Oral history has the potential to transform public dialogue about the most important issues of our time–race and police violence, income inequality, gentrification, the crisis of democracy–by amplifying diverse voices in the public sphere, providing new perspectives and historical context.
How can oral histories help us understand and catalyze social change? This interactive, multimedia pop-up exhibit, curated by the students and faculty of the Columbia Oral History Master of Arts program, will present eleven projects engaging this question from eleven different angles, asking:
How do experiences of collective power become myths, and how do these myths generate or defuse new waves of activism?
How do stories of urban places nurture resilient communities?
How are living traditions of resistance passed down between generations and how are these traditions disrupted?
How do personal stories about the past document injustice and provide clues to a new way forward?
How do we use knowledge of history to imagine and create the future we want?
Audience members will be invited to don headphones and dip into immersive community spaces, including a sultry jazz club, a midwife’s office, and a neighborhood hair salon.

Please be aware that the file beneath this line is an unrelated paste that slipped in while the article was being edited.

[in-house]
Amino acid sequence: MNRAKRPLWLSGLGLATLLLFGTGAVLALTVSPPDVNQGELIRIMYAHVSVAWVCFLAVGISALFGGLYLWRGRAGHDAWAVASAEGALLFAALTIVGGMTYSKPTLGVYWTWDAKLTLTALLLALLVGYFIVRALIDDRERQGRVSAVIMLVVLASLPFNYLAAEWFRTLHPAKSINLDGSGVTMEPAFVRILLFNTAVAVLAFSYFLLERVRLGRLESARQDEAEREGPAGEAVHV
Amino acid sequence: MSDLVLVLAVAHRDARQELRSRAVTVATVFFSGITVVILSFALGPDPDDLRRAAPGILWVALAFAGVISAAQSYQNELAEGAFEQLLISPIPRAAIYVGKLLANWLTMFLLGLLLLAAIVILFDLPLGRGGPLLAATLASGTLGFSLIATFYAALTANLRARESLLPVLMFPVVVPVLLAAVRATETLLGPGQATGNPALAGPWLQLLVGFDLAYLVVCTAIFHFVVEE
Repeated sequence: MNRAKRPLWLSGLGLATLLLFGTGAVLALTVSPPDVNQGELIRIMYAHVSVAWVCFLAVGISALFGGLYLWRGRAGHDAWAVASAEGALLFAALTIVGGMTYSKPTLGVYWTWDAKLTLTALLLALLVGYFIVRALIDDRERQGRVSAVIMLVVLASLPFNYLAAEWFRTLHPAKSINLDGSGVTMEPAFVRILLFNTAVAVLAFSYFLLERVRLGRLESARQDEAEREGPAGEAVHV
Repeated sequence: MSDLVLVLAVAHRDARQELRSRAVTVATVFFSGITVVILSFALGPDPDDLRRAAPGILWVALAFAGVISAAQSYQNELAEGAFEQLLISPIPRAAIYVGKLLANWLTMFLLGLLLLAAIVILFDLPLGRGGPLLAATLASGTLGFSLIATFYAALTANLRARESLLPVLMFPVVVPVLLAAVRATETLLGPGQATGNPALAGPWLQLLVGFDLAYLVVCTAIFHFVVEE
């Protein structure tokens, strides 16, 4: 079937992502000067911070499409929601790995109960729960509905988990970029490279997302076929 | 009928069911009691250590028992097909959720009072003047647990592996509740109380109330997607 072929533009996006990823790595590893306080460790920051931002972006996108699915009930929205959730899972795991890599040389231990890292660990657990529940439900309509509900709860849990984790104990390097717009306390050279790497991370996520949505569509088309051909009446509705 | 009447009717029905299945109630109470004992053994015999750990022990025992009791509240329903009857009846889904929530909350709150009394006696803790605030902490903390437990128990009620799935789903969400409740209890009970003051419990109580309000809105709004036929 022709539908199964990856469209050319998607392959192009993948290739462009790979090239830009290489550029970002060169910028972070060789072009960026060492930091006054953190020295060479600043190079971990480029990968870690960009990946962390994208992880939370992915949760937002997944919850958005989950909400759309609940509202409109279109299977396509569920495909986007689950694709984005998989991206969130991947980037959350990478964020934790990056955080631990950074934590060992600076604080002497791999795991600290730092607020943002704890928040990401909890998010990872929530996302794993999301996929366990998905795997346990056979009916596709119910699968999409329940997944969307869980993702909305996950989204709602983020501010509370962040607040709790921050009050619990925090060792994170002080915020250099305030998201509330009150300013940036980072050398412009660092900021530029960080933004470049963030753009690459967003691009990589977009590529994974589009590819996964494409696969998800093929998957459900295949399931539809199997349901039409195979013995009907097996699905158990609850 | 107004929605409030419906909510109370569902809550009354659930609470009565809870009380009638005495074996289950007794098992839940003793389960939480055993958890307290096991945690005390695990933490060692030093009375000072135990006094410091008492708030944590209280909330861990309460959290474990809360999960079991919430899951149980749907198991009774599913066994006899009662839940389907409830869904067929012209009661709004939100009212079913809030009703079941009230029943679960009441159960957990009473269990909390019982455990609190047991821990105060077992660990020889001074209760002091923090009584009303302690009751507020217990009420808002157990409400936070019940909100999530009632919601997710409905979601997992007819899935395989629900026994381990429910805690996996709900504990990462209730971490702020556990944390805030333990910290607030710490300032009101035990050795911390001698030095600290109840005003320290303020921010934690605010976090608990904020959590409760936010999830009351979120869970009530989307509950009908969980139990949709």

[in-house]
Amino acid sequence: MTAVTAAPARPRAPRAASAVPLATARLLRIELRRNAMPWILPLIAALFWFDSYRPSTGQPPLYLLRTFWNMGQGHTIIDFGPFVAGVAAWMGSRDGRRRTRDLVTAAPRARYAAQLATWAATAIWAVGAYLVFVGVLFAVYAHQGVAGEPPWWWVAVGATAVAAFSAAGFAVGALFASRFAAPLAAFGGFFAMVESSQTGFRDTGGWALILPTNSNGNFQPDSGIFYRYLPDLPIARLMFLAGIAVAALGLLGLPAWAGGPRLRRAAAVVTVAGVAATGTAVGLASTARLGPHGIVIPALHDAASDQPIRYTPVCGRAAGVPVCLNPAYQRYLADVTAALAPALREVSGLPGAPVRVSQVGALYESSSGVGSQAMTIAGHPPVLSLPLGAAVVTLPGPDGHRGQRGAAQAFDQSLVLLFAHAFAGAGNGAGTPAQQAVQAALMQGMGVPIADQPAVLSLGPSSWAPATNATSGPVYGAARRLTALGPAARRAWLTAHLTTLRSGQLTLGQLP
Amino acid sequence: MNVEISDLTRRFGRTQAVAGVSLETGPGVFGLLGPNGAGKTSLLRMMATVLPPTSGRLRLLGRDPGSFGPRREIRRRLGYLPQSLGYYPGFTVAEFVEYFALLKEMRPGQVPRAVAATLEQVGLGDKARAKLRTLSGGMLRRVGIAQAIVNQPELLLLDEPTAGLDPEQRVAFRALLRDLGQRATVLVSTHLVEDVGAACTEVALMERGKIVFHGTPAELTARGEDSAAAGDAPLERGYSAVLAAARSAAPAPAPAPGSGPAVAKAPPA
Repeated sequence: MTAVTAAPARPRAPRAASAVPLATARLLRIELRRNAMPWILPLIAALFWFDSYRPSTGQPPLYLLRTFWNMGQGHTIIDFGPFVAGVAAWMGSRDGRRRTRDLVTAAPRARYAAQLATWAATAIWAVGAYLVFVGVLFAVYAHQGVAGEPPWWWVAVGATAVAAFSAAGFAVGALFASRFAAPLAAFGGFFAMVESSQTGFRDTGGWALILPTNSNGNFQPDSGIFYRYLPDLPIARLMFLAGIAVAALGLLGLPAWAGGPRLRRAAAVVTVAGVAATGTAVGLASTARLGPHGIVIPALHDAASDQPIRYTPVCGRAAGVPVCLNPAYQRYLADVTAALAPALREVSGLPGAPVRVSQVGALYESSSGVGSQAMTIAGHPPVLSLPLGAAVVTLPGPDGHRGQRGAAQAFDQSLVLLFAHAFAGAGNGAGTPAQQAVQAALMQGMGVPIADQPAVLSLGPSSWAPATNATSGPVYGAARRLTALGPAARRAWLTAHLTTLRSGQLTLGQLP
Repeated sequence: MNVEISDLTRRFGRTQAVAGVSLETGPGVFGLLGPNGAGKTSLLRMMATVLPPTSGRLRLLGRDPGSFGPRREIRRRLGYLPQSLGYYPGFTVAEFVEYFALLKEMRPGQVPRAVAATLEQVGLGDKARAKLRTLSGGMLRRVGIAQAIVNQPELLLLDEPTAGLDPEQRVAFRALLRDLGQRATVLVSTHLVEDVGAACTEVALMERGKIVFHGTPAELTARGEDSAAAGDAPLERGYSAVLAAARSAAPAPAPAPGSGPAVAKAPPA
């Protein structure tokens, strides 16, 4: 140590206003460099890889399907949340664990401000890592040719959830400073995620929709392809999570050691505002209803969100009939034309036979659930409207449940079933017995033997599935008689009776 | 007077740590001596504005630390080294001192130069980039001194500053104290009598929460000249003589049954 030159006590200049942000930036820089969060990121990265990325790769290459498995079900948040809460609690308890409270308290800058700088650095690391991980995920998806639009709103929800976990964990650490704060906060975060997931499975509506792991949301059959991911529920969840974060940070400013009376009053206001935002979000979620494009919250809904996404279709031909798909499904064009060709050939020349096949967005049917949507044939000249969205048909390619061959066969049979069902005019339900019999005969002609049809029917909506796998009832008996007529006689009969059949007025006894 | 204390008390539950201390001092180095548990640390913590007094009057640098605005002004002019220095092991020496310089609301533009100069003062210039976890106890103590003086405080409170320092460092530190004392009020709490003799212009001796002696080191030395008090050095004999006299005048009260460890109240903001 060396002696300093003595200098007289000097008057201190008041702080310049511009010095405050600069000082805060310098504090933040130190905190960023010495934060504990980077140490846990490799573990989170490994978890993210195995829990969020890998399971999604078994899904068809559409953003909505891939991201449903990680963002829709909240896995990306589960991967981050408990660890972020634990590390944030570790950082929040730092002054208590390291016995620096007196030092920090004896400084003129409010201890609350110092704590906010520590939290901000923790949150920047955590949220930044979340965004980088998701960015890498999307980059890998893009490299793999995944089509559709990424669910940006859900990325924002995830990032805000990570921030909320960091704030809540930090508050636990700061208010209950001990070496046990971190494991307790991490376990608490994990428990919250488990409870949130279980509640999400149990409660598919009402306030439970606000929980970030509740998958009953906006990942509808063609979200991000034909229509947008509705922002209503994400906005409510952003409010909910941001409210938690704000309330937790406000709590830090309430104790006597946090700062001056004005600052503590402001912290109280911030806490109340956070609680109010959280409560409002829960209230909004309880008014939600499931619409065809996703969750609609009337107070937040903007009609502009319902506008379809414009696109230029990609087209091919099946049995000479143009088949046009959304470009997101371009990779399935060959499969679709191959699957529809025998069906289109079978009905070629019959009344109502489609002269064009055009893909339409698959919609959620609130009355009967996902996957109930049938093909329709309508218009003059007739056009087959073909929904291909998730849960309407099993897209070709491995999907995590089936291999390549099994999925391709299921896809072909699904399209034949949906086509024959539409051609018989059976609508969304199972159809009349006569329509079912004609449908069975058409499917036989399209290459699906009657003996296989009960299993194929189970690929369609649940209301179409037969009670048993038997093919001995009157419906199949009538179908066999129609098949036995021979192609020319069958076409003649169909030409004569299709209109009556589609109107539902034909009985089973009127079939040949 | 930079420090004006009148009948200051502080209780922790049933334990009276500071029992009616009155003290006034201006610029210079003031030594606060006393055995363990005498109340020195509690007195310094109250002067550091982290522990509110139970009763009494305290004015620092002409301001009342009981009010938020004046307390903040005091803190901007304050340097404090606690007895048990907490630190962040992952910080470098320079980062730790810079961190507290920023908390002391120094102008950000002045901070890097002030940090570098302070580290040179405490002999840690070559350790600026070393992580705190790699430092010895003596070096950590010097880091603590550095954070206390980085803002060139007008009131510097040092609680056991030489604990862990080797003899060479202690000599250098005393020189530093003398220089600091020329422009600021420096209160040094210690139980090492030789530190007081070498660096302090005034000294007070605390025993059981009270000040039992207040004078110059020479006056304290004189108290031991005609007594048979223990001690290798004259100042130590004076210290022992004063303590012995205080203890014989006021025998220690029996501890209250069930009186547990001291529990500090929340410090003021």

Church as Community: St. Augustine’s on the Lower East Side by Kate Brenner
Building Bridges: Stories from a Homeless Shelter by Leonard Cox
Word Up Community Bookshop Oral History Project by Benji de la Piedra
The Neighborhood Hair Salon as Living Oral History Archive by Jonathon Fairhead
BlackMother: Stories Surrounding Childbirth & Remembrances of Traditional Birth Workers in the American South by Nicole JeanBaptiste
Refugee Resettlement in Orange County by K Lee
The Human Be-In Teach-In by Steven Palmer
Personal Storytelling as Advocacy by Steven Puente
Guardians in the NYPD by Liz Strong
Paying Respects: Stories of Friends and Family Buried in New York’s Potter’s Field by Leyla Vural
Gathered Time: Hearing Change in Jazz by Erica Zora Wrightson